Sports Injuries

Riley J. Williams and Thomas L. Wickiewicz

Ce.r.v.ic.alspine

Thoracolumbar, spine Shoulder

Elbow Hand

Knee,(ligamentous,,,injuries) Running, injuries,

During the past decade, the importance of regular exercise in the maintenance of good health has been well established. Consequently, with increasing attention now focused on personal fitness, the incidence of sports-related injuries has increased significantly. Both primary care physicians and specialists can expect to see a variety of athletic injuries. All clinicians should be able to recognize these conditions and administer appropriate care. A thorough history, physical examination, musculoskeletal imaging, and laboratory testing are all important in arriving at the proper diagnosis. A treatment plan is then developed for the injured athlete based on these objective findings.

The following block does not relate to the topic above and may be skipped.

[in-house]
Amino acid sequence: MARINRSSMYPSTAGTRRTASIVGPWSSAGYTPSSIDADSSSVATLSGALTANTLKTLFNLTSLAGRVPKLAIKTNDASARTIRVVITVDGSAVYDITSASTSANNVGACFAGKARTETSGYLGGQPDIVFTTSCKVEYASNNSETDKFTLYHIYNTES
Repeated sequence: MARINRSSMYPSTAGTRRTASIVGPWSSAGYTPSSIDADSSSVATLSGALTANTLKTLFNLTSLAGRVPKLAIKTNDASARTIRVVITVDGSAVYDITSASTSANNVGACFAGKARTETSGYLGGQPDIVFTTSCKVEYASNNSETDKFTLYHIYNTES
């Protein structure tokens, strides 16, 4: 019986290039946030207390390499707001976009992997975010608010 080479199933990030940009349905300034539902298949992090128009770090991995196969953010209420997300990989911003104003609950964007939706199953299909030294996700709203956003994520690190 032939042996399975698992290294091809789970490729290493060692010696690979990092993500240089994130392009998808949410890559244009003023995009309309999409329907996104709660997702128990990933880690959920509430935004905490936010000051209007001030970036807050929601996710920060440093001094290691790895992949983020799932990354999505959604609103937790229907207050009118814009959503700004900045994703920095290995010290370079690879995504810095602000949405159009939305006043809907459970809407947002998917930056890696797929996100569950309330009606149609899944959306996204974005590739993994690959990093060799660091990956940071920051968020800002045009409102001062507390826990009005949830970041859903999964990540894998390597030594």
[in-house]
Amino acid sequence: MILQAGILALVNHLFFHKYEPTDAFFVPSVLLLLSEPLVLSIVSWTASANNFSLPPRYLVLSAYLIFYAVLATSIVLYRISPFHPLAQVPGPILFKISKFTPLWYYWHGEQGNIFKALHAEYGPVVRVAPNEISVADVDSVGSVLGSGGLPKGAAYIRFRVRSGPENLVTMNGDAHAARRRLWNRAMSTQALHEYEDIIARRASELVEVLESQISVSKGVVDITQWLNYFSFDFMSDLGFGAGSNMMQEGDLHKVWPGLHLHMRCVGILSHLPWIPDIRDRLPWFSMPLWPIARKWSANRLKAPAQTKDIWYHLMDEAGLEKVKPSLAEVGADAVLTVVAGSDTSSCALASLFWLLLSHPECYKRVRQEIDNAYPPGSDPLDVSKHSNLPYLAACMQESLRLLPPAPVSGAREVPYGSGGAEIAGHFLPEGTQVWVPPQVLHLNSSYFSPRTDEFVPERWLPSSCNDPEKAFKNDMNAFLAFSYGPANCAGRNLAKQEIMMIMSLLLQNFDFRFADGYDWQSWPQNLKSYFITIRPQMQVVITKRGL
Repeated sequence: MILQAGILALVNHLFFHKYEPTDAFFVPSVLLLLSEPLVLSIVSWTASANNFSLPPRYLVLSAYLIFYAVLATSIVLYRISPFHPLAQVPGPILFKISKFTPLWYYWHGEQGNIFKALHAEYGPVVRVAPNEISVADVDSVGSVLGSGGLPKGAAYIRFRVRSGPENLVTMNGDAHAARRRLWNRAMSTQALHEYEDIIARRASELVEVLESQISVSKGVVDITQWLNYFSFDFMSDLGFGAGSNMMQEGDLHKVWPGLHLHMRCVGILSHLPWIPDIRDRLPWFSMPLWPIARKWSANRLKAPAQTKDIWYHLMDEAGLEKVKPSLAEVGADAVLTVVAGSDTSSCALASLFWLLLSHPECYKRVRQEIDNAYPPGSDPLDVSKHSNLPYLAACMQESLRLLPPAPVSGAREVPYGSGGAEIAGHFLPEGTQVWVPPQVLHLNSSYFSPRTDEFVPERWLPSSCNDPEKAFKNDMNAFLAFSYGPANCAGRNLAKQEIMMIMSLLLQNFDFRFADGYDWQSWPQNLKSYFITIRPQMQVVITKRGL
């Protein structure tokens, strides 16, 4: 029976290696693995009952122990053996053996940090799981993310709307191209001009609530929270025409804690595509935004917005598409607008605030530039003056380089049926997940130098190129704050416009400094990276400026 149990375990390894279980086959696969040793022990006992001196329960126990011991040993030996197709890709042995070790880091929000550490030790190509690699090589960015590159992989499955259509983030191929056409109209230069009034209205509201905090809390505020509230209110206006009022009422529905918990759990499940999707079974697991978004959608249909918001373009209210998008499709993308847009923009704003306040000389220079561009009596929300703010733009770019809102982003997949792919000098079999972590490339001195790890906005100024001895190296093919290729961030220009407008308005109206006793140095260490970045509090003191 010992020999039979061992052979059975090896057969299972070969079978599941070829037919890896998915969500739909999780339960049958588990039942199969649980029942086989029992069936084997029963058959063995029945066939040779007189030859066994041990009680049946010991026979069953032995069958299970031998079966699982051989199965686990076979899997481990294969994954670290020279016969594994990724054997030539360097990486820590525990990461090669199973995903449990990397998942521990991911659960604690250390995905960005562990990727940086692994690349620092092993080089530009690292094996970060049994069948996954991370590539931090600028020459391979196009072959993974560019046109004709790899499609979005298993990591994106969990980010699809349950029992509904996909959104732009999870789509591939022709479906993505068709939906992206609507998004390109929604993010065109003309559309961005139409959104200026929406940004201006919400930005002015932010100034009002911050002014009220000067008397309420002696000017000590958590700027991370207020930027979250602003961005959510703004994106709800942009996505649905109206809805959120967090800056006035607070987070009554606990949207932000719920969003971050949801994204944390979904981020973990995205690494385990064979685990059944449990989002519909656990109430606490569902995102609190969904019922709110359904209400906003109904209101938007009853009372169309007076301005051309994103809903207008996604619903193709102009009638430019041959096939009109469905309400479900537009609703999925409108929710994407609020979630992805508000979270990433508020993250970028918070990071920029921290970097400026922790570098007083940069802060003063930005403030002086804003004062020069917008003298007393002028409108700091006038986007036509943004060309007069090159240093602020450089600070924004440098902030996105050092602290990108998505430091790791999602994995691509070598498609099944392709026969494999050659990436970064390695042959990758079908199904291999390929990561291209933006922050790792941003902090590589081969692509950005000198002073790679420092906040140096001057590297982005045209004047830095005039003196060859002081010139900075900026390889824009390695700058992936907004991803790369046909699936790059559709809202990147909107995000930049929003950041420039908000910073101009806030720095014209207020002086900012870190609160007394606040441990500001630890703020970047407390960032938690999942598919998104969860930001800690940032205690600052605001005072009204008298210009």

I. Cervical spine. Injuries to the cervical spine range from mild to severe. Certain athletic activities (football, diving, gymnastics) are associated with an increased incidence of cervical spinal injury in comparison with other sports. Prompt recognition and treatment of persons who suffer cervical spinal injuries may prevent the progression or severity of the associated neurologic injury.

A. Anatomy. See Chapter14.

B. Classification of cervical spinal injuries. Neck injuries can be classified according to neurologic sequelae or the type of force acting on the cervical spine at the time of injury.

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100 Health Tips

100 Health Tips

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